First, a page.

Psychometric properties of the Japanese version of the Beck Cognitive Insight Scale: Relation of cognitive insight to clinical insight
Article first published online: 13 APR 2009
© 2009 The Authors. Journal compilation © 2009 Japanese Society of Psychiatry and Neurology
Psychiatry and Clinical Neurosciences
Volume 63, Issue 3, pages 291–297, June 2009
How to Cite
Uchida, T., Matsumoto, K., Kikuchi, A., Miyakoshi, T., Ito, F., Ueno, T. and Matsuoka, H. (2009), Psychometric properties of the Japanese version of the Beck Cognitive Insight Scale: Relation of cognitive insight to clinical insight. Psychiatry and Clinical Neurosciences, 63: 291–297. doi: 10.1111/j.1440-1819.2009.01946.x
- Issue published online: 14 MAY 2009
- Article first published online: 13 APR 2009
- Received 21 February 2008; revised 9 December 2008; accepted11 January 2009.
- cognitive insight;
Aim: Insight in schizophrenia is considered to have a multidimensional construct, and cognitive insight is thought to be an important dimension of insight: an ability to evaluate and correct one's own distorted beliefs and misinterpretations. The Beck Cognitive Insight Scale (BCIS) was developed to measure cognitive insight, and studies have shown that cognitive insight is associated with several clinical features in schizophrenia. The aim of the present study was to develop a Japanese version of the BCIS (BCIS-J) and assess the psychometric properties of this instrument.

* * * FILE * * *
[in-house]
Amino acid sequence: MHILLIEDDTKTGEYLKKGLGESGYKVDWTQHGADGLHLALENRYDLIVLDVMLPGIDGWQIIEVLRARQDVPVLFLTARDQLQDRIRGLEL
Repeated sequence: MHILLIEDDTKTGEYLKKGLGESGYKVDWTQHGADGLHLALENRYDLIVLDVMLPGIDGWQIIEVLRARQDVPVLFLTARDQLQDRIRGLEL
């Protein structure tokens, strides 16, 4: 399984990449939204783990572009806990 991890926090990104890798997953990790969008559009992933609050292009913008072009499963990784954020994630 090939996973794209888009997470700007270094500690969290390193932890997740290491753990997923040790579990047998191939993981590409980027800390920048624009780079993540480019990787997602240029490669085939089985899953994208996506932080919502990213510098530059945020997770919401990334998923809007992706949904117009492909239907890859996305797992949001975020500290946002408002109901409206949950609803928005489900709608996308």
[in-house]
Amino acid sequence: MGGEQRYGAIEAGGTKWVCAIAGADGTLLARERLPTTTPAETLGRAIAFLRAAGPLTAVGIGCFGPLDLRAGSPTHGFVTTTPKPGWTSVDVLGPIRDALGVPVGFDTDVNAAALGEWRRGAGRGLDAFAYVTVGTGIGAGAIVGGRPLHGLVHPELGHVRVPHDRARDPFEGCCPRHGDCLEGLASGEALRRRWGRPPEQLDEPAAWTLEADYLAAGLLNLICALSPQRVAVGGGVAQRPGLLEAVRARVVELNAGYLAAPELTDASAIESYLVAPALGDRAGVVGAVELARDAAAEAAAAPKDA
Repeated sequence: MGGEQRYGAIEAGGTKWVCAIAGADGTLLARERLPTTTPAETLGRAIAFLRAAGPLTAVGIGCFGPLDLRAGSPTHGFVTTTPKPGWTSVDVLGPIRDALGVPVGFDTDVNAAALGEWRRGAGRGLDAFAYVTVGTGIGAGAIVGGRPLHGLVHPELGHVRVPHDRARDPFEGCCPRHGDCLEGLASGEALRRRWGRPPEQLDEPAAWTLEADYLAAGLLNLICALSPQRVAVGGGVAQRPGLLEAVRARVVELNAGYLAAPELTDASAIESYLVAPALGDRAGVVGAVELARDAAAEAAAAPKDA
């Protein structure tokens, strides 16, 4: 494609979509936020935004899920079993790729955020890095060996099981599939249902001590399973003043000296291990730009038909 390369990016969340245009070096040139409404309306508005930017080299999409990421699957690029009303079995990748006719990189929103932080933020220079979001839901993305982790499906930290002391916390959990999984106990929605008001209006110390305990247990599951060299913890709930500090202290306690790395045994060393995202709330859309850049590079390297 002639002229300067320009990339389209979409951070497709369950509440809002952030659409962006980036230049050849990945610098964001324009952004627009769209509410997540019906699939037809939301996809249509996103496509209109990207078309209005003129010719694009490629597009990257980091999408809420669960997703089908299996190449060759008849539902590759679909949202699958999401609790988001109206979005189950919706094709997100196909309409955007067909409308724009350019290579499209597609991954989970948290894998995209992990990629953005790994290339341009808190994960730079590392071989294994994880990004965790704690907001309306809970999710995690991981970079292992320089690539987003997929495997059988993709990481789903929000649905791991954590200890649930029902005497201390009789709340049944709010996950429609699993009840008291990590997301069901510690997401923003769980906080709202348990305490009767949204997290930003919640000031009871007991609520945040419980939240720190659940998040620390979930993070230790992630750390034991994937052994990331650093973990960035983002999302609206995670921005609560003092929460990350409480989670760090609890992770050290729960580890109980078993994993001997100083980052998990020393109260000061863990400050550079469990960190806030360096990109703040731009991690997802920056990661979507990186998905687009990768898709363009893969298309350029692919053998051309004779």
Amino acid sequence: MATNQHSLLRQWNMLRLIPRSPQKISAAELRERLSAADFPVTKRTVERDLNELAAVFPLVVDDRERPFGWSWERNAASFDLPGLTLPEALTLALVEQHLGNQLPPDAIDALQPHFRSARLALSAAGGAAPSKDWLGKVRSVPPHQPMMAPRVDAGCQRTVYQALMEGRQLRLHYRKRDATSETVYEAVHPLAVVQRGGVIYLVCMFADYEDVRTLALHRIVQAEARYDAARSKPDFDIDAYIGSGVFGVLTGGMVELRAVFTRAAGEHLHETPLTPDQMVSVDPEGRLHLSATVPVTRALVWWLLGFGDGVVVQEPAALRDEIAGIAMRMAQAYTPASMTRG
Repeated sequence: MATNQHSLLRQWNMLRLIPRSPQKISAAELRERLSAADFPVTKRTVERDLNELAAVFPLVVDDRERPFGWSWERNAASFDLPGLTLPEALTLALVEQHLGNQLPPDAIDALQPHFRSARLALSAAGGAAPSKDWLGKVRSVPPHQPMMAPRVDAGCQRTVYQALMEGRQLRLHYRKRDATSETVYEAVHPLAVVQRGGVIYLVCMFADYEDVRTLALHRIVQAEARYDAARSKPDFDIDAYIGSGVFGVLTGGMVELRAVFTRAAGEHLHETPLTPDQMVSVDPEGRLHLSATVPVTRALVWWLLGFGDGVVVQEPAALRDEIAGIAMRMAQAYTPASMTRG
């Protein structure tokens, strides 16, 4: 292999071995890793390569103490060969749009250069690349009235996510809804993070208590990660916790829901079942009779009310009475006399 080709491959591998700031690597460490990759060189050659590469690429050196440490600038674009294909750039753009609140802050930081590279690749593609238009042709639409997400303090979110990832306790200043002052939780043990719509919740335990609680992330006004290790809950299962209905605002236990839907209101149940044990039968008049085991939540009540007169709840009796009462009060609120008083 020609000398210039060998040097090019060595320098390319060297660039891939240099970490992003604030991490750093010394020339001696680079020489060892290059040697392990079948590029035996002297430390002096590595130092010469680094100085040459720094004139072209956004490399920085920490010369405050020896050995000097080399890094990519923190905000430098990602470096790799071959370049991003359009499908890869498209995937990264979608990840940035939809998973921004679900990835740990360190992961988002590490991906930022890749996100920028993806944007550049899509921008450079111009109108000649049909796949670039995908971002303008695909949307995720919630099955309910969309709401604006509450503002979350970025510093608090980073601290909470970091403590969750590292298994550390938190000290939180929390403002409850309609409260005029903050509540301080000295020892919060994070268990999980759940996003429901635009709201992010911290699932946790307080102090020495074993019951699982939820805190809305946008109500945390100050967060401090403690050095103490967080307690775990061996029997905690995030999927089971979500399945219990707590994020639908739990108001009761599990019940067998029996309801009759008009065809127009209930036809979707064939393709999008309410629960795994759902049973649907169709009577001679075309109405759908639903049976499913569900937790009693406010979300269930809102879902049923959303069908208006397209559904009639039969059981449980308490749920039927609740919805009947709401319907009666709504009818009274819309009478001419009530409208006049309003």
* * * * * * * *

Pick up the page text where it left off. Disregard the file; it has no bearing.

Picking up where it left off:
Methods: The BCIS-J was completed by university students (n = 183) and patients with schizophrenia (n = 30). The Japanese version of the Schedule for the Assessment of Insight was used to measure clinical insight in patients with schizophrenia, and its association with the BCIS-J was investigated.
Results: Factor analysis in the university students indicated that the BCIS-J was composed of two factors, self-reflectiveness and self-certainty, as was seen in the original BCIS. The relation between the specific dimensions of clinical insight and each component of the BCIS-J in patients with schizophrenia indicated that overconfidence in their belief or judgment may be involved in their attitude to treatment and openness to feedback, and objectivity might be essential to attribute one's symptoms as part of mental illness.
Conclusions: The BCIS-J is a reliable and valid instrument to measure cognitive aspects of insight and appears to complement clinical insight scales.